This states the thread that connects every American. It also states a dynamic process of making sure that both you and I are what we ought to be.  But most important, it seems to me, it captures the importance of deliberation and conversationalism.  We must deliberate with one another, engaging in a conversation that never ends, but continues to refine and perfect our Union. Dr. King recognized that the true spirit of the American experiment was a continued process of deliberating over what both you and I ought to be and the recognition that it is impossible for this moral “ought” to be just for whites, or just for Americans. This sense of continued community is contained in the Declaration of Independence: “all men are created equal” and Dr. King helped to make this aspiration real.

Dr. King realized the difficulty of this moral project, which is among other things, the moral project of justice and freedom. He quotes the Prophet Amos as saying “Let Justice roll down like waters in a mighty stream.” King believed that “America ha[d] made progress toward freedom, but measured against the goal the road ahead is still long and hard.”

And then came Barack Hussein Obama. In May, the University of Pennsylvania’s Journal of Law & Social Change will publish an article of mine which casts President-elect Obama’s philosophy as committed to tmpphpn0yo3h1.jpgdeliberative conversationalism, a methods for engaging in political dispute resolution. His philosophy includes endless respect for others and civil conversation.  He requires us to take one another seriously and see ourselves in others. President-elect Obama sees the need for resurrecting America’s sense of community.  Rather than adhering to weaponized reason which often devolves into an insistence that I’m right and your wrong, President-elect Obama sees commonality in our differences. The possibility that the man and his philosophy can actually change our politics and help re-create our sense of community is not a given.  It requires supporting him not by rubber-stamping his policy decisions, but rather by a continued commitment to his deliberative conversationalism. In my view, the American attempt to rid ourselves of racism begins with the Declaration of Independence, and then marches on to the Civil War amendments, Martin Luther King, Jr. and the civil rights movement, Brown, the Civil Rights Acts of 1964 and 1965, and now the Presidency of Barack Obama. While racism unfortunately still exists in our nation. We are entering a new phase that I believe will prove to be the beginning of the end of this national malady.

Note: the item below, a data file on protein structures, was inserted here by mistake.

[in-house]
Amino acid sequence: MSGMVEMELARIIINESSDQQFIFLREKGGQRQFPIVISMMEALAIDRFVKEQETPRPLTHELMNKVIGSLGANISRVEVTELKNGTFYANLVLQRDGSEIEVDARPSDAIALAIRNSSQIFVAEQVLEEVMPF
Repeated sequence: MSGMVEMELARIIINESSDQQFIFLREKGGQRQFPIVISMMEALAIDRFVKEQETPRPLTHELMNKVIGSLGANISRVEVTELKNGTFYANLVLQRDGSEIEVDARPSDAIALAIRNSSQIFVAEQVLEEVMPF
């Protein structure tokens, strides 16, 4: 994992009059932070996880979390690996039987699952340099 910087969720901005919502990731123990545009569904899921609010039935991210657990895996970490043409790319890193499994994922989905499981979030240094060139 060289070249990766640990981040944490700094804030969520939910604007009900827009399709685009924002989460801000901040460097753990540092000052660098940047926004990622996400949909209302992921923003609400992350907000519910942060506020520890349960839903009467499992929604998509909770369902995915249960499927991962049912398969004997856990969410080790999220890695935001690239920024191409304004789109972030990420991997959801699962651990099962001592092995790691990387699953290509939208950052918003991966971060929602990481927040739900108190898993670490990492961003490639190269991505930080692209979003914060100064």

I am incredulous and amazed that shortly America will begin to overcome its brutal racial past by swearing in the first African American to the presidency of this great nation. But we should celebrate President Obama not only because he is African American but more importantly because of the truly extraordinary person he is. In my mind’s eye I am overwhelmingly eager to see and hear him finish his oath with the words “ . .  . so help me God,” so that the Chief Justice can say, “Congratulations Mr. President.” This is truly the legacy of Dr. King.